• December 28, 2014

Lessons from grave

Woman killed by husband shows worst-case scenerio

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Posted: Saturday, October 6, 2012 4:30 am

The underlying message at the fourth annual Be One with Courage family violence conference held Friday in Killeen was made clear by Fort Hood’s commander.

“We have to hear their voices,” said Lt. Gen. Donald M. Campbell Jr.

The event’s goal was to create greater community awareness and response by exposing everyone from law enforcement officers to teachers, family members and neighbors to the symptoms of domestic violence, and encouraging them to act upon their suspicions, said assistant Bell County Attorney Anne Jackson, who specializes in domestic violence and helped organize the event.

To bring the message home, attendees spent the morning listening to a case study of a domestic violence homicide that took place in Salado in 2009.

Speakers brought forward the story of 50-year-old Lou Tretter, who was killed by her husband Donald Tretter following an assault at their home on Oct. 18, 2009. Lou Tretter’s death showed the worst case scenario when dealing with domestic violence. The couple were long married, and outwardly appeared to be happy.

Lou Tretter’s daughter, Shay Eubanks, told the audience that she considered her stepfather Don Tretter to be her father. He had helped raise her and she had no suspicions that he was ever abusive.

“On the outside they were happy and doting,” Eubanks said. “In hindsight, he was controlling.”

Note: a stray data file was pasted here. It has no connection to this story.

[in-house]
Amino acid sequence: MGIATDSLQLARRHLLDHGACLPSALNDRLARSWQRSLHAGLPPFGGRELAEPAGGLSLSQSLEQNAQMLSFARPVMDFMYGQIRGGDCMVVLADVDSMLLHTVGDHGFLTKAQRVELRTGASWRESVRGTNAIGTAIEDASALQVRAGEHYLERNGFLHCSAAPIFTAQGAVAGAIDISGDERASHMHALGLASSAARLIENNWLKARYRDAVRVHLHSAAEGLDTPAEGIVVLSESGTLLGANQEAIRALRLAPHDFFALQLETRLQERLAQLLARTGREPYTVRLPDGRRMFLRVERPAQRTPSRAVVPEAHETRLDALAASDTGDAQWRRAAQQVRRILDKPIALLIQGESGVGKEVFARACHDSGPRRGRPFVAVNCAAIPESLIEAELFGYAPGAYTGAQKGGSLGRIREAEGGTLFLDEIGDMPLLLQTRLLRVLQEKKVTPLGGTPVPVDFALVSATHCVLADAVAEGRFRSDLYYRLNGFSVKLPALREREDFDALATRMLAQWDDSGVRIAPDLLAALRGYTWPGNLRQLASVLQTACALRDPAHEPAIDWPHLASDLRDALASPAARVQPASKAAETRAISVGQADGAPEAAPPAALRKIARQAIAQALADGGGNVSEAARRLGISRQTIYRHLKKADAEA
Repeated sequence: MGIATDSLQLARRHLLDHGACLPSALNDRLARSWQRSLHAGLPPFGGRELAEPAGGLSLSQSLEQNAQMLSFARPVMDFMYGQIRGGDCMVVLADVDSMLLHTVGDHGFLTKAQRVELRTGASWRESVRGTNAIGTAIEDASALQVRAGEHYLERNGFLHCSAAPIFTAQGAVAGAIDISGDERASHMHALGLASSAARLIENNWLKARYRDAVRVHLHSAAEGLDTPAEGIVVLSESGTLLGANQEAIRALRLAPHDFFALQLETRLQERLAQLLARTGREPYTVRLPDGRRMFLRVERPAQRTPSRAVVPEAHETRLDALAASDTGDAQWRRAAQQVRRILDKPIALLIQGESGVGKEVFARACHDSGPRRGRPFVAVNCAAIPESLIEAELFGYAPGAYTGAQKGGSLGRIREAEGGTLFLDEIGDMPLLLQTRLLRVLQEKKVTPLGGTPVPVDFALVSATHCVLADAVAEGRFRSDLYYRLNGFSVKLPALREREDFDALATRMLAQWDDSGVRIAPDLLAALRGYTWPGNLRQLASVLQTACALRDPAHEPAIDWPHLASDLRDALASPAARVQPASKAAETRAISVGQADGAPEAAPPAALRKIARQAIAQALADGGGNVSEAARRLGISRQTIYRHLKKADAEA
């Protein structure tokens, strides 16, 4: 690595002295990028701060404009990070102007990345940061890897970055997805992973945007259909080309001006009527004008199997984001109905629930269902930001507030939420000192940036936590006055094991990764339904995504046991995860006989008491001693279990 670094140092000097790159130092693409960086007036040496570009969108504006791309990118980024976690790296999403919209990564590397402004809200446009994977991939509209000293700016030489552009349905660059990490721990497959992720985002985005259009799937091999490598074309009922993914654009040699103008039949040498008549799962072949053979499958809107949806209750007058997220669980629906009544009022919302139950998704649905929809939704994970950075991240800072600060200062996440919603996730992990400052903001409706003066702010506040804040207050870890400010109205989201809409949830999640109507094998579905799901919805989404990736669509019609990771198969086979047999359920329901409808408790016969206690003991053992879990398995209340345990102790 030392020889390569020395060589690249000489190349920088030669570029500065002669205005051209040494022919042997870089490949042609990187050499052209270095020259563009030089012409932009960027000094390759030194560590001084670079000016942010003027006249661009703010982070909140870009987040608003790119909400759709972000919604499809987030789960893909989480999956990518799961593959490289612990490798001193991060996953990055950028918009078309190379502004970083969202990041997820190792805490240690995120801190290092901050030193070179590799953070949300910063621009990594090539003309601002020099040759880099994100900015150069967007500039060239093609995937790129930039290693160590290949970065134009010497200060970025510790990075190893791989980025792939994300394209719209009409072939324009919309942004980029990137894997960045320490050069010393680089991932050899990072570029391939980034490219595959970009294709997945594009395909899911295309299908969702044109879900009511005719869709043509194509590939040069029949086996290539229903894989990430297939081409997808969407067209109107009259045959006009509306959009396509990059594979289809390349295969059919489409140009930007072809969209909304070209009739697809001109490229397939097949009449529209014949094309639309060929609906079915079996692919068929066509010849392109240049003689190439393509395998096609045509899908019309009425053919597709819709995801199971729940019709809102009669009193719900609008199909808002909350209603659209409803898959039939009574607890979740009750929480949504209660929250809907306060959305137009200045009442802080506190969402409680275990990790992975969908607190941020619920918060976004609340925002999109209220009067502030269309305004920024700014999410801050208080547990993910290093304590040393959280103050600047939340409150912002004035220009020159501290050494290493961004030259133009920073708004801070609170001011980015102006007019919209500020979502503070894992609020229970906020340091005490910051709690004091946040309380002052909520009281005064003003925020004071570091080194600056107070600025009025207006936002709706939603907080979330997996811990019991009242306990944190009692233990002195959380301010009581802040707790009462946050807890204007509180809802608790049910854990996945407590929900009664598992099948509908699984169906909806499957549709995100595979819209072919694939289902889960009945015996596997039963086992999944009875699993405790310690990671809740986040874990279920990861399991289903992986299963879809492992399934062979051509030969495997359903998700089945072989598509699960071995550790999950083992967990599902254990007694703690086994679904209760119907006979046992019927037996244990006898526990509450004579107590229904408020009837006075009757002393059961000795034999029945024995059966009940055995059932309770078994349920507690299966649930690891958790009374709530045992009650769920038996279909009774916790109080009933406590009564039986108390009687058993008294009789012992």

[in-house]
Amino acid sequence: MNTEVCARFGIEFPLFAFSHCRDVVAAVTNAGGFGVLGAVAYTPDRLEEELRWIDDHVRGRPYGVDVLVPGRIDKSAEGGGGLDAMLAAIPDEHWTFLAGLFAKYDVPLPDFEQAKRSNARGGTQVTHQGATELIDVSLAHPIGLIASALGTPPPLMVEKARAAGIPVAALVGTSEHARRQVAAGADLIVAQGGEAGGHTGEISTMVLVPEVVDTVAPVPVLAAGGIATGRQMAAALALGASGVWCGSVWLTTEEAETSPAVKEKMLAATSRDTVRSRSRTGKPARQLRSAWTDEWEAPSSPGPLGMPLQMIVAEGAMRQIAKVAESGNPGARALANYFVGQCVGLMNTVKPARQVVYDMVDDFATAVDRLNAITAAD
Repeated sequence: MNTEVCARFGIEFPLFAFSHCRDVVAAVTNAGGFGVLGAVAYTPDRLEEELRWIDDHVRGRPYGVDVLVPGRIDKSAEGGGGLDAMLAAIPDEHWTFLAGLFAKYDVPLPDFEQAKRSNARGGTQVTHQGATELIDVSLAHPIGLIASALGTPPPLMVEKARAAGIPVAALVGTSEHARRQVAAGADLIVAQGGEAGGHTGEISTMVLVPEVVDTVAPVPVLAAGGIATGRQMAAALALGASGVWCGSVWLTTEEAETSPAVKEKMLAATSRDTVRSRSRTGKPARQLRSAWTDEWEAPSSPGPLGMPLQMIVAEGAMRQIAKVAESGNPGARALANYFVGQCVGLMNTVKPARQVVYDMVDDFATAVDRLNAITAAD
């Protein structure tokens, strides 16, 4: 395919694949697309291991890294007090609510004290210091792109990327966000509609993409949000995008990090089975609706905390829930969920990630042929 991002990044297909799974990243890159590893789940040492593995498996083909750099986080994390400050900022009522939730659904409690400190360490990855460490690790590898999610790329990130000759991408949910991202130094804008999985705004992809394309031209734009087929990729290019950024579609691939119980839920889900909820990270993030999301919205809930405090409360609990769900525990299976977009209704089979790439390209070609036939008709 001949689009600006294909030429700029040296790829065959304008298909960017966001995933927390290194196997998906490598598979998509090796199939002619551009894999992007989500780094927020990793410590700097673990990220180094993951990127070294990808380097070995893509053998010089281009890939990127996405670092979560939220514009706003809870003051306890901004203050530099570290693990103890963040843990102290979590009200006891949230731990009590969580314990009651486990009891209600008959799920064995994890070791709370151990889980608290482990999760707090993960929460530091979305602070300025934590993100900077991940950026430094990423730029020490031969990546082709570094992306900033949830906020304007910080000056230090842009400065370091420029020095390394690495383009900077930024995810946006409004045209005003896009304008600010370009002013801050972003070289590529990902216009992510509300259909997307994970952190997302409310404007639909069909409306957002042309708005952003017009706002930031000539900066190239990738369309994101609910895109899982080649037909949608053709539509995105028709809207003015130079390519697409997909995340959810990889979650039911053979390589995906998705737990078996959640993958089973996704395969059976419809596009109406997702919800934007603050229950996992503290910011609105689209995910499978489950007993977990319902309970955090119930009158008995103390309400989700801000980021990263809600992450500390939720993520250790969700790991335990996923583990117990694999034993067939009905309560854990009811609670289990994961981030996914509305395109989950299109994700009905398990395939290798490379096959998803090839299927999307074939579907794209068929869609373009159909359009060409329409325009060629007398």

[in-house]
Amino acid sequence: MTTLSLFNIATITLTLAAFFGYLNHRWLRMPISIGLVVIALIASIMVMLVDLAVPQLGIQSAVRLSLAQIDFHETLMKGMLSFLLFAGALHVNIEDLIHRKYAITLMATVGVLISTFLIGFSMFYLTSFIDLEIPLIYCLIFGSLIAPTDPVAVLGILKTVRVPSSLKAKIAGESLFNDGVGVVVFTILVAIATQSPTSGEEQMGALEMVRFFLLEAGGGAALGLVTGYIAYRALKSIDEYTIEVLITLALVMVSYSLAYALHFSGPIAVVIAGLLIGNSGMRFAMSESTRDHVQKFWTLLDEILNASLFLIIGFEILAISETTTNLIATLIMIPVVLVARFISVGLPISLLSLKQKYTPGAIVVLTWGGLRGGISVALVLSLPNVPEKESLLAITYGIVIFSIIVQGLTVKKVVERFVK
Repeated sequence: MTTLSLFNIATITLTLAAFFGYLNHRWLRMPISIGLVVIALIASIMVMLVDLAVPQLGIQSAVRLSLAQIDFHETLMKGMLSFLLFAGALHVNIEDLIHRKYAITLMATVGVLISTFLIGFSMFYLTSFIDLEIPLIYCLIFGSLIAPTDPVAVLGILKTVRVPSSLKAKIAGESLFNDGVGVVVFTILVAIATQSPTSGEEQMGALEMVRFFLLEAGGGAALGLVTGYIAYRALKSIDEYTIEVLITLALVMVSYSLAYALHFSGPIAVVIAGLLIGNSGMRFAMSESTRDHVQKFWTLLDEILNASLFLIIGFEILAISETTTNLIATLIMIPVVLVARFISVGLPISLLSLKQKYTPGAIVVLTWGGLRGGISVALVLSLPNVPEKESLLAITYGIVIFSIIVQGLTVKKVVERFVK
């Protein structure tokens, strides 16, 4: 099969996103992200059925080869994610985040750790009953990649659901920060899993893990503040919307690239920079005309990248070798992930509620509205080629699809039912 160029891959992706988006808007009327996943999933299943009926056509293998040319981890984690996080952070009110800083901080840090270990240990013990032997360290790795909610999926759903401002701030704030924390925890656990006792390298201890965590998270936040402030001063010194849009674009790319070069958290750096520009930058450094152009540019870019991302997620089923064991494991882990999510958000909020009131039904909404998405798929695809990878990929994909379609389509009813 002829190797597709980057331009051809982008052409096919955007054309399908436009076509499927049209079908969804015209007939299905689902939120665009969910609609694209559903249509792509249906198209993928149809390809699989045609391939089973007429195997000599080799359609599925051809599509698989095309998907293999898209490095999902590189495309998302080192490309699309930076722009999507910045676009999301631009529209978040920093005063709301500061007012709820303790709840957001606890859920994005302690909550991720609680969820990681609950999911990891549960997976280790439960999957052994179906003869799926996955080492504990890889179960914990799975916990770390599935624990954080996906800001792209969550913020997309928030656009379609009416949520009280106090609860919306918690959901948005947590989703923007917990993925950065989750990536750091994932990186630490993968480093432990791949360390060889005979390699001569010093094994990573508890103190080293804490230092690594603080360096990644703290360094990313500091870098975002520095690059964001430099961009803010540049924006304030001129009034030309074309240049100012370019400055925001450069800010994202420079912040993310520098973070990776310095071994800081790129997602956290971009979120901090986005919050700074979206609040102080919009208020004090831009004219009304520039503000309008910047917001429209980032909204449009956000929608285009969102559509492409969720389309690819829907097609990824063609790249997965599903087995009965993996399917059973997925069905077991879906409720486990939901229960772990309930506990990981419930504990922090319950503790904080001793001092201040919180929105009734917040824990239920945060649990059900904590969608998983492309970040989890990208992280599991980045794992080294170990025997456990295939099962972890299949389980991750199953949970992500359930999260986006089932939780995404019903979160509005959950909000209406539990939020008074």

Only after police found Lou Tretter with severe injuries to her skull and brain that ultimately led to her death in November 2009, did the possibility of his abuse emerge.

In the case study, Eubanks, along with forensic nurses, the lead investigator and prosecuting attorneys, provided a narrative of how they were able to piece together details that led police to charge Don Tretter with murder and the evidence that led to his conviction and sentence to 40 years in prison.

The case suffered an early misstep, when a paramedic called off responding sheriff’s deputies because he did not want to alarm Don Tretter. It allowed him to return to his home and begin cleaning up what essentially became a crime scene for nearly two hours before police secured the area.

But the case’s strengths rested on the medical personnel who worked with Lou Tretter. The initial paramedic purposely called police off because he already had suspicions that Lou Tretter’s injuries were the result of an assault.

Emergency responders who airlifted her to Scott & White Hospital also became suspicious of the origins of her injuries, and nurses in the Intensive Care Unit outwardly grew angry after treating her.

Throughout the investigation, Donald Tretter gave varying stories on the origin of his wife’s injuries. He told investigators she had a seizure and fell or that she must have rolled off the couch while asleep.

Nurses, doctors and a medical examiner refuted those stories with their extensive knowledge of the injuries, noting that the trauma to Lou Tretter’s head was consistent with a high-speed car wreck or falling from a second-story balcony.

Bell County Sheriff’s Office investigator James Lewing discovered during the investigation that police had been out to the Tretter’s home five times before the death. To Eubanks, the revelation made her recall bruises she had seen on her mother in the past and the questions she never asked.

Eubanks said she wished she had taken the risk of disrupting her relationship with her mother and step-father by asking those questions. It left her with the lingering question whether an intervention could have saved her mother.

“That’s something I’ll never know,” Eubanks said.

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